‘Seamlessly transcending genres, it sounds as classy as anything.’
Intro to Harker Moon:
For those of you who follow ListentoDiscover’s #FridayFinds via Spotify you will instantly recognise Harker Moon’s lead vocalist. Releasing the infectiously funky ‘Superficial’ earlier this year, Tommy Down returns with a line up of suitably like-minded, London based musicians. Debuting with ‘Muma Says,’ Harker Moon, featuring bassist Hal Briggs, drummer Ben Phillips, keys player Joe Caplin and lead guitarist Olly Jay prove that their music can’t be placed into one genre alone. However, if it could be, it would be in pure class.
Sounding instantly soulful and timeless via the combination of Tommy’s almost seductive vocal tone and old vinyl meets rain white noise, you immediately know you are in for a real treat. It’s only been few seconds but there’s so much atmosphere and with the lyricism incredibly message driven, this only becomes even greater. There is freedom. There is intent. Above all though there is a story of reflection which feels as pure as anything.
Having begun in such a delicate, free-form way, the groove of the track is found within an unexpected shift to one that’s of swung, rim shot infused drums and cheeky blues piano lines. Like the opening, it feels effortless and with genre transcending guitar giving us a 60’s vibe, the level of musicality already felt increases with every note. This said, as strong as this is, it is – at least at this point – little match for the lyricism within Tommy’s vocal. Featuring lines such as ‘Don’t be such a fool, treat them right’ and ‘Learn from my mistakes, I was with another’ the viewpoint quickly shifts to a life-lesson centred musical memoir.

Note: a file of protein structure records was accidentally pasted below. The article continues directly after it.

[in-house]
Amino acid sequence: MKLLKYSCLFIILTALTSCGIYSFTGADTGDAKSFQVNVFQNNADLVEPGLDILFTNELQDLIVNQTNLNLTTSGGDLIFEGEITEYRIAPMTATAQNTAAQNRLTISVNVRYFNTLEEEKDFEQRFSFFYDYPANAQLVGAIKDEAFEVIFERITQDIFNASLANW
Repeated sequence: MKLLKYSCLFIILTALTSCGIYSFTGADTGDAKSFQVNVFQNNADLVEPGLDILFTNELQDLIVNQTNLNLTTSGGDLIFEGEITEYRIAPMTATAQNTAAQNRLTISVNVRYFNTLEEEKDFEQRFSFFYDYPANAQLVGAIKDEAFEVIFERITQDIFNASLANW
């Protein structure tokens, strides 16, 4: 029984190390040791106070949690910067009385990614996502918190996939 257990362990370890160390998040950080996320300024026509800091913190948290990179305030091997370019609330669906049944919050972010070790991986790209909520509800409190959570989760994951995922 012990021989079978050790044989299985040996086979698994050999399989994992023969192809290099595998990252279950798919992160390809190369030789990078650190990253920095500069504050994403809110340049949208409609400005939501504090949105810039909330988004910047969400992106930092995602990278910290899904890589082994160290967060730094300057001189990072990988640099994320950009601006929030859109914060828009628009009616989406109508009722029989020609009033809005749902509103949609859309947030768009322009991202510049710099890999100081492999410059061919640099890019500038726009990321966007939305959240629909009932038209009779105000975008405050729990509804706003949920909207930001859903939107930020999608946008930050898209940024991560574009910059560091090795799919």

Reaching the midpoint, which we arrive at without really realising, the effortlessly catchy nature of what has just been spreads into and through the instrumental elements of the track. Filled with backing vocals and luscious warming harmonies, you are transported away from the opening and become comforted by the musicality. Furthermore, the ever-evolving accompanying elements ensure the track grows in a reflective classy way. Never is it too much. Nor too little. It’s perfectly in between.
Hinting not once but twice at a musical climax, the appearance of additional percussion in the second half of the track allows our experienced sensations to seamlessly change. Focusing initially on balancing relaxation with the pace-pushing cross-rhythms brought about by Olly’s guitar lines, we believe a full on textural emergence is about to occur. But it doesn’t. Instead, the textures pull back allowing for a second, more driven false climax infused with ever-developing drum fills to occur.
However, while you may think having two false climaxes – especially so close to each other – wouldn’t make sense, it more than makes sense. For in doing just this, perfect prominence is brought to the reoccurrence of the opening lyrics and we are guided wonderfully to the track’s soulfully-soaring, rock-influenced, range-pushing finale. Don’t be a fool, listen to Muma Says right now.